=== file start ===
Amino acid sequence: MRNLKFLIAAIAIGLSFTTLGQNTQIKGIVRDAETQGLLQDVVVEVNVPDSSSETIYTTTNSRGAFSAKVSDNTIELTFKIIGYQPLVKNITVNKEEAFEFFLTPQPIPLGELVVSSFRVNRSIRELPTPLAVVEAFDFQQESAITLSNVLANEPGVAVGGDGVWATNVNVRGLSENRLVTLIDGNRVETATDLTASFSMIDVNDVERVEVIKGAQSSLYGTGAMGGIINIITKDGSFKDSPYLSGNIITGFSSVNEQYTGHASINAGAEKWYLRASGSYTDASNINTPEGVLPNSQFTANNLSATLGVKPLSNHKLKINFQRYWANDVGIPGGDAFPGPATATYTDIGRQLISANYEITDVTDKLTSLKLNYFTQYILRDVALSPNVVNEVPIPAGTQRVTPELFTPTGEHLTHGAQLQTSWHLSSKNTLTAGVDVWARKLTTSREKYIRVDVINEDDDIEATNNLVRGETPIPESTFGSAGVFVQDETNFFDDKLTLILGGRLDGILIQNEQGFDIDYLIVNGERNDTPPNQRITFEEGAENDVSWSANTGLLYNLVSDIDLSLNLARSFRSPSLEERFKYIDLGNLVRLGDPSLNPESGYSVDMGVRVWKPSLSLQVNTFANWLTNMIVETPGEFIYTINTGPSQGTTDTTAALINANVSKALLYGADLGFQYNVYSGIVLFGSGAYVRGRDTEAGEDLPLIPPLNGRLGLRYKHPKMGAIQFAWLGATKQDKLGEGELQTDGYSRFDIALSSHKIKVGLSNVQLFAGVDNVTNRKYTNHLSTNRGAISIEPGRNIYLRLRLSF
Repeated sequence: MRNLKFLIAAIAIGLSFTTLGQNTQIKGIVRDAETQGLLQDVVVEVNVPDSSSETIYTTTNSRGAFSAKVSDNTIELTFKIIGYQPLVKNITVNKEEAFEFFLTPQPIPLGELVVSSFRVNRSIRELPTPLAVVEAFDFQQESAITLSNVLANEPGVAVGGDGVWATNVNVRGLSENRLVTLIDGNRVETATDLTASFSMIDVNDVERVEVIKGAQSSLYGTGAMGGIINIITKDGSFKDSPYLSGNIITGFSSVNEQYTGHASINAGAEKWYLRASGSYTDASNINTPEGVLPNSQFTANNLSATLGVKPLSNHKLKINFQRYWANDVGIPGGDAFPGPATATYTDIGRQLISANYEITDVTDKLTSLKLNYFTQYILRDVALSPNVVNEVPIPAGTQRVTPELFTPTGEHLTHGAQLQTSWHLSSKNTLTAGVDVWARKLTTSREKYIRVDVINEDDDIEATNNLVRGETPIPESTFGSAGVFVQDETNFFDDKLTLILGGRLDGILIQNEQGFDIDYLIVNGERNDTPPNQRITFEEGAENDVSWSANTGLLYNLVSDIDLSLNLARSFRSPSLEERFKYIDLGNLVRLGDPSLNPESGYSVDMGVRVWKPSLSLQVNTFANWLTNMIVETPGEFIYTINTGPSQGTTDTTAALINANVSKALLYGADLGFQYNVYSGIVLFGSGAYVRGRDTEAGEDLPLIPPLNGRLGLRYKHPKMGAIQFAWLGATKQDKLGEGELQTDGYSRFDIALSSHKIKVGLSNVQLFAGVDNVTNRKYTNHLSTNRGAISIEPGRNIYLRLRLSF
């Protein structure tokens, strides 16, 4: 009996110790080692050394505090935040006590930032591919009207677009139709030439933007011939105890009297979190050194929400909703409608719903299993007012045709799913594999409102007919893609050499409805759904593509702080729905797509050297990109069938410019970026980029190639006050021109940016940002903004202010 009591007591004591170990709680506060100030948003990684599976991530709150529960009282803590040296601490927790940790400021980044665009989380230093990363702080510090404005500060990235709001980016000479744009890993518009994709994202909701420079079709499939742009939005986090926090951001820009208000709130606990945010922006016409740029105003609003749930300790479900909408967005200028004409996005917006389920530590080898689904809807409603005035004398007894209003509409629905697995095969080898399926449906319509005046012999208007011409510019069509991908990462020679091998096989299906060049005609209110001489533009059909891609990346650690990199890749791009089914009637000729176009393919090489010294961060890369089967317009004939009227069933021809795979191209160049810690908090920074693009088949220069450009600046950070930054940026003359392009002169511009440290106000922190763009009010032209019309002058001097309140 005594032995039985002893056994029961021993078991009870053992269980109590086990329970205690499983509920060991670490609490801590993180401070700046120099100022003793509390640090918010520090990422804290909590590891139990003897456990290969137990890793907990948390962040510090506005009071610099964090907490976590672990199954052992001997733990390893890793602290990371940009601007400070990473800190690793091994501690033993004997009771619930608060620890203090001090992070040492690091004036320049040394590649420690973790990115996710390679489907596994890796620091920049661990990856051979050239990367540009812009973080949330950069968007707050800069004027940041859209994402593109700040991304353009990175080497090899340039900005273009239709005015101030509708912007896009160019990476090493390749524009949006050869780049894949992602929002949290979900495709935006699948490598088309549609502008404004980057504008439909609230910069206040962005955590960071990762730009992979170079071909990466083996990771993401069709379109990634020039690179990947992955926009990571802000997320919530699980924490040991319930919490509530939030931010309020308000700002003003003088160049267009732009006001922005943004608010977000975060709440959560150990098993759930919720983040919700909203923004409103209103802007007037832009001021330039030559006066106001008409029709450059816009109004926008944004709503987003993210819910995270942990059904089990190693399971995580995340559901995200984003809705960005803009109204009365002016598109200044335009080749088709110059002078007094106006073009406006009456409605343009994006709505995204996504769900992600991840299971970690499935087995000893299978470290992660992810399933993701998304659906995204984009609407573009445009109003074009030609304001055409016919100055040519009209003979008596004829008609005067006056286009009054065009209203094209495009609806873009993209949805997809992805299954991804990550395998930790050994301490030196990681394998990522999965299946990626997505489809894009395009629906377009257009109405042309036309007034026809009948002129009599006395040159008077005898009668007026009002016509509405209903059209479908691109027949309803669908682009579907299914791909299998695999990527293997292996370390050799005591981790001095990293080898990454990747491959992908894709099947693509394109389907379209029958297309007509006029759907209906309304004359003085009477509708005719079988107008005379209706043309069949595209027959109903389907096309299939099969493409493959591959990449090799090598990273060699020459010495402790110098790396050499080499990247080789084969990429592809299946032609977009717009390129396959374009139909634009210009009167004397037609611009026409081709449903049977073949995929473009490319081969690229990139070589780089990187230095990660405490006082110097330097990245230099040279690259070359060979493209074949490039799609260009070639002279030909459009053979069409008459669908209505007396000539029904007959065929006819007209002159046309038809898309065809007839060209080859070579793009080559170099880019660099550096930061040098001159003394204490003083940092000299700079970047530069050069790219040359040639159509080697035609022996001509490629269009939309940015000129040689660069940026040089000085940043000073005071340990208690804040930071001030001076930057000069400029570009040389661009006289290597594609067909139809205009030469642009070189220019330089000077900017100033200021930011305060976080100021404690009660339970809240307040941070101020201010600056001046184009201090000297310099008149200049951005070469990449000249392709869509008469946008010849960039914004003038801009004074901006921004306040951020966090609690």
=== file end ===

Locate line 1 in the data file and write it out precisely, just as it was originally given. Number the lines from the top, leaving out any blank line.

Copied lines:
Amino acid sequence: MRNLKFLIAAIAIGLSFTTLGQNTQIKGIVRDAETQGLLQDVVVEVNVPDSSSETIYTTTNSRGAFSAKVSDNTIELTFKIIGYQPLVKNITVNKEEAFEFFLTPQPIPLGELVVSSFRVNRSIRELPTPLAVVEAFDFQQESAITLSNVLANEPGVAVGGDGVWATNVNVRGLSENRLVTLIDGNRVETATDLTASFSMIDVNDVERVEVIKGAQSSLYGTGAMGGIINIITKDGSFKDSPYLSGNIITGFSSVNEQYTGHASINAGAEKWYLRASGSYTDASNINTPEGVLPNSQFTANNLSATLGVKPLSNHKLKINFQRYWANDVGIPGGDAFPGPATATYTDIGRQLISANYEITDVTDKLTSLKLNYFTQYILRDVALSPNVVNEVPIPAGTQRVTPELFTPTGEHLTHGAQLQTSWHLSSKNTLTAGVDVWARKLTTSREKYIRVDVINEDDDIEATNNLVRGETPIPESTFGSAGVFVQDETNFFDDKLTLILGGRLDGILIQNEQGFDIDYLIVNGERNDTPPNQRITFEEGAENDVSWSANTGLLYNLVSDIDLSLNLARSFRSPSLEERFKYIDLGNLVRLGDPSLNPESGYSVDMGVRVWKPSLSLQVNTFANWLTNMIVETPGEFIYTINTGPSQGTTDTTAALINANVSKALLYGADLGFQYNVYSGIVLFGSGAYVRGRDTEAGEDLPLIPPLNGRLGLRYKHPKMGAIQFAWLGATKQDKLGEGELQTDGYSRFDIALSSHKIKVGLSNVQLFAGVDNVTNRKYTNHLSTNRGAISIEPGRNIYLRLRLSF